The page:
Images Of Disorder And Early Sorrow


William C. Davis and his collaborators have brought them out again, and even now the crudest images retain the power to shock. There are pictures here of hundreds of dead men and boys sprawled on half a hundred battlefields. But for me the most horrific photograph was a close-in view of a stack of bare feet, each one surprisingly white and no two precisely alike, hacked off by battlefield surgeons after some forgotten fight. It is probably worth looking at things like that from time to time to remind us of what has already happened here.

Our memories of the Civil War may be stirred by old photographs, but those of more recent trauma are literally composed of television images, at once so powerful and so frequently repeated that they have become a part of our collective remembrance: the Saigon police chief shooting a Vietcong suspect, or the Kennedy limousine endlessly rolling out from behind the highway sign in Dallas. This fact has not been lost on the makers of television mini-series.

The producers of “Robert Kennedy and His Times,” the seven-hour drama that will soon run on CBS over three evenings, seem more interested in impressing us with their ability to match our old television memories than in Robert Kennedy himself. It is as if they were afraid we would not believe in the authenticity of the events they are dramatizing unless we were made to see them from precisely the same vantage point as we did the first time around. Authentic newsreels are interspersed with newly made ones; familiar black-and-white photographs are made slowly to come alive in color; familiar scenes are re-created (I counted six games of touch football); and the best-remembered news footage—such as Kennedy’s final appearance before his delirious California followers on the night of June 4, 1968—is methodically restaged, almost frame by frame. Much of this is ingeniously done, but it is no more revealing of what was really going on than were the evening news programs on which we initially saw these scenes.

I was struck by the relentless grubbiness of much of everyday America in the 1860s: the Civil War was clearly fought with a lot of spit and very little polish.

Then, too, the series tries to cover too much too fast—Robert Kennedy’s whole truncated career, from his tentative entry into politics as a distinctly junior campaign worker in his brother’s first congressional campaign in 1946, through his own frenetic last-minute plunge for the Presidency twenty-two years later. The whole array of men and issues he confronted is hurried past the camera—Joe McCarthy and Jimmy Hoffa and J. Edgar Hoover, civil rights, the Cuban missile crisis, Latin America, Vietnam, city slums and rural poor, his own position in the Kennedy family and in the public mind. Little time is left to explore the development of the complex and passionate human being whom Arthur Schlesinger, Jr., portrayed with such shrewdness and affection in the biography upon which the series is based. Most of Kennedy’s irony and wit has been jettisoned, along with all but a moment or two of the abrupt impatience that won him early the reputation for ruthlessness that he spent the rest of his short life trying to overcome: the TY Bobby Kennedy always has time to stop and remove a thorn from the huge paw of Brumus, the family dog.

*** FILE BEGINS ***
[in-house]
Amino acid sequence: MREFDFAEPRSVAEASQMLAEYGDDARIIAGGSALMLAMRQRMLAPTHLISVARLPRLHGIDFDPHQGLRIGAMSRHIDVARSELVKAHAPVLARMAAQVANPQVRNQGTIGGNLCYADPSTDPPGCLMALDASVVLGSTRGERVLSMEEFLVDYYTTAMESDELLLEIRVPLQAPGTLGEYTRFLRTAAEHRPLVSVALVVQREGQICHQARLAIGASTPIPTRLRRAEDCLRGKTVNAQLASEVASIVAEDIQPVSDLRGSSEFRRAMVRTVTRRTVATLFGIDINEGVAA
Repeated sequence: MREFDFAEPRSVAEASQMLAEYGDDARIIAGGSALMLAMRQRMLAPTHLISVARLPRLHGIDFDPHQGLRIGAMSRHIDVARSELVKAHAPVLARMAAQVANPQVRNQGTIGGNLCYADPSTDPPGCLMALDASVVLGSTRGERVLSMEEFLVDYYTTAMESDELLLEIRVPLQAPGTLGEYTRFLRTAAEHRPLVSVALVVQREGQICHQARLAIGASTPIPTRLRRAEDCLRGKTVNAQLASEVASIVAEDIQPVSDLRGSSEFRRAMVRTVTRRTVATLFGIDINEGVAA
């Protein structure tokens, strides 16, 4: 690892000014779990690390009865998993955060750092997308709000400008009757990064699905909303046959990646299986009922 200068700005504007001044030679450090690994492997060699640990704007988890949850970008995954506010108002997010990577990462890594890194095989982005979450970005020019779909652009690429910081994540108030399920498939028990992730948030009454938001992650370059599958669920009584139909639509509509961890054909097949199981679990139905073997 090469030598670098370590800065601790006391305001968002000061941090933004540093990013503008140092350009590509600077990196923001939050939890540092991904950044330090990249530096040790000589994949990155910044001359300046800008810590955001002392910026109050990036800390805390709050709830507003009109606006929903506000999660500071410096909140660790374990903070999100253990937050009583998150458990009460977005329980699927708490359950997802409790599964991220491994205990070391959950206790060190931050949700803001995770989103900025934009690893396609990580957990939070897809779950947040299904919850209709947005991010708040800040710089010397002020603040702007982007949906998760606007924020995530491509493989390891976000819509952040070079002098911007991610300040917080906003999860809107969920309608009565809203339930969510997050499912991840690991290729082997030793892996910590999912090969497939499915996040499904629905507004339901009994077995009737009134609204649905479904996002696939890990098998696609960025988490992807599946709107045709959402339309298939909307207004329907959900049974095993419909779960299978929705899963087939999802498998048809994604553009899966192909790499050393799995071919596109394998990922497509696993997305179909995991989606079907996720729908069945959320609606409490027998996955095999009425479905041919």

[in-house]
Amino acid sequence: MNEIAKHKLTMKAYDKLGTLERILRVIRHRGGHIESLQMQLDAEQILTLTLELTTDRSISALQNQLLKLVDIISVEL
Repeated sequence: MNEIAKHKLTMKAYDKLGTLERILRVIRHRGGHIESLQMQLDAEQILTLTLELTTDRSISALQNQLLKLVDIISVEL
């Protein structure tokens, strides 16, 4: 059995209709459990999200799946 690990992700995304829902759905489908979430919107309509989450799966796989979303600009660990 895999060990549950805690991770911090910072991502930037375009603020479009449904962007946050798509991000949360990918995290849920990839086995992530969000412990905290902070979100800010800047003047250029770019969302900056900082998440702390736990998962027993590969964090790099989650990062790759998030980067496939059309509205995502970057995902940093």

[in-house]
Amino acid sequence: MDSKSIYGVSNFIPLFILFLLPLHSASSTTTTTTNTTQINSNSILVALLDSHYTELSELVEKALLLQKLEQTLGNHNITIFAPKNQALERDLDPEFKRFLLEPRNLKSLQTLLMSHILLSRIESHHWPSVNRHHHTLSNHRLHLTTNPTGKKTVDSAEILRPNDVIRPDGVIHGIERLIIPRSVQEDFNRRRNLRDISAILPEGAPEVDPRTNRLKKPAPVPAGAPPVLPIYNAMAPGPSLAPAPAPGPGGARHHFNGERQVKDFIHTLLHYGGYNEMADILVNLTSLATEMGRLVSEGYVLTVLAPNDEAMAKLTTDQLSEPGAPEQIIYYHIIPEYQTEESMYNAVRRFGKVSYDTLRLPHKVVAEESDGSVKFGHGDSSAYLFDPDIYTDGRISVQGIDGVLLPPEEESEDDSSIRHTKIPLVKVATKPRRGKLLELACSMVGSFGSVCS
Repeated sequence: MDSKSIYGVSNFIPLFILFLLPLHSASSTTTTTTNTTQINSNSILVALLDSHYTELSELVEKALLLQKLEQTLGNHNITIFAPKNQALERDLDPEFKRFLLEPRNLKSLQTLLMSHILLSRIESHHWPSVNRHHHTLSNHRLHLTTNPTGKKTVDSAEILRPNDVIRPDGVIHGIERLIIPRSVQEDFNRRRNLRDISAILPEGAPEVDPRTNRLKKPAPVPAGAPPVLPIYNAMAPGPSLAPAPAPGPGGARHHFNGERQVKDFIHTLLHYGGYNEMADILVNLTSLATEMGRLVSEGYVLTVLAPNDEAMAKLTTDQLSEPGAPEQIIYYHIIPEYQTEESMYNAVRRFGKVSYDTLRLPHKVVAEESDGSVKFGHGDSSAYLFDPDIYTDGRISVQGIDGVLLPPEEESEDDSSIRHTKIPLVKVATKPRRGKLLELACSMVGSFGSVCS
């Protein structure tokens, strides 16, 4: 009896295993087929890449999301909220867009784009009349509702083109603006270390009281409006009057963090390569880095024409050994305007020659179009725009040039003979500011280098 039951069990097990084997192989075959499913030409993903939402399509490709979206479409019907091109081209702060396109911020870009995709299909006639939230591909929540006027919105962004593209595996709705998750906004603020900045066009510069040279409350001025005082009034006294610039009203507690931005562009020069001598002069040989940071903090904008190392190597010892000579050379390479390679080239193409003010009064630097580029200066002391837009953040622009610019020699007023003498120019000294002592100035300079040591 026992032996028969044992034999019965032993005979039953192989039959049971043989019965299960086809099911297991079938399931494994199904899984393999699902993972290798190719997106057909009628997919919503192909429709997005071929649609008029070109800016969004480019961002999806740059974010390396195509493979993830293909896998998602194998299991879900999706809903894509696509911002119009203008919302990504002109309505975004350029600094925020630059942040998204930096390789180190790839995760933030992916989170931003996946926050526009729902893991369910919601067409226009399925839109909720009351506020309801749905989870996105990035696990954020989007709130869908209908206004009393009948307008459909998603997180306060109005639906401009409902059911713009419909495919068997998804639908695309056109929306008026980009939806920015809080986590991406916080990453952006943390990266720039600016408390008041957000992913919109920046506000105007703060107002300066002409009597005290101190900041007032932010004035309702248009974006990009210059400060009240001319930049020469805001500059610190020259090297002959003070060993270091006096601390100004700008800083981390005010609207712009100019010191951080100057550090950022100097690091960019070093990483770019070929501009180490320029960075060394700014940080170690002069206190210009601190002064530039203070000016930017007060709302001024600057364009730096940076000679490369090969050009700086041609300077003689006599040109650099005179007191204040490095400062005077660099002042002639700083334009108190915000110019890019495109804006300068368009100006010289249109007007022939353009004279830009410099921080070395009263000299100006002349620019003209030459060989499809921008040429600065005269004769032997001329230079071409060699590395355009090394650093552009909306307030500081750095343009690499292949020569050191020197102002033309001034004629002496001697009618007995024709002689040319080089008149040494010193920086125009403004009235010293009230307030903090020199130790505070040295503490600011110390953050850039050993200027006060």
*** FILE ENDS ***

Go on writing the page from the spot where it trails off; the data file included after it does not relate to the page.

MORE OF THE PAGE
The busy performance of Brad Davis in the title role does not help. He is convincing enough in the long shots: he gets Kennedy’s brisk, oddly hunched walk right, and his manner on the podium evokes the real RFK, leaning into the microphone, gripping the lectern with both hands and the crowd with his earnestness. But things go seriously wrong whenever we get closer. The genuine Kennedy grin was memorable, for example, a winning symbol of shyness conquered (at least for an instant), and filled with amusement at the absurdity of fame. Brad Davis’s version of it is an actor’s studied grimace, a coy, crinkly attempt at self-deprecation that made me look away in embarrassment every time the camera moved in to capture it.

There is some very good acting here: Ned Beatty, minus his Southern accent and wearing a suit two sizes too small, makes a fine, twitchy Hoover; J. D. Spradlin manages without caricature to convey the sense that Lyndon Johnson was at once able and disturbed; and Veronica Cartwright manages to inject her Ethel Kennedy with warmth and intelligence, despite the direction that makes her undertake a peppy little leap into the air nearly every time her husband smiles at her.

And after Dallas, as Robert Kennedy emerges from his brother’s shadow and his own grief, the program picks up considerable momentum. I could not help but be moved by its re-creation of the turbulent spring, almost seventeen years ago now, when—for some of us at least —hope itself seemed to have been murdered in that kitchen in Los Angeles.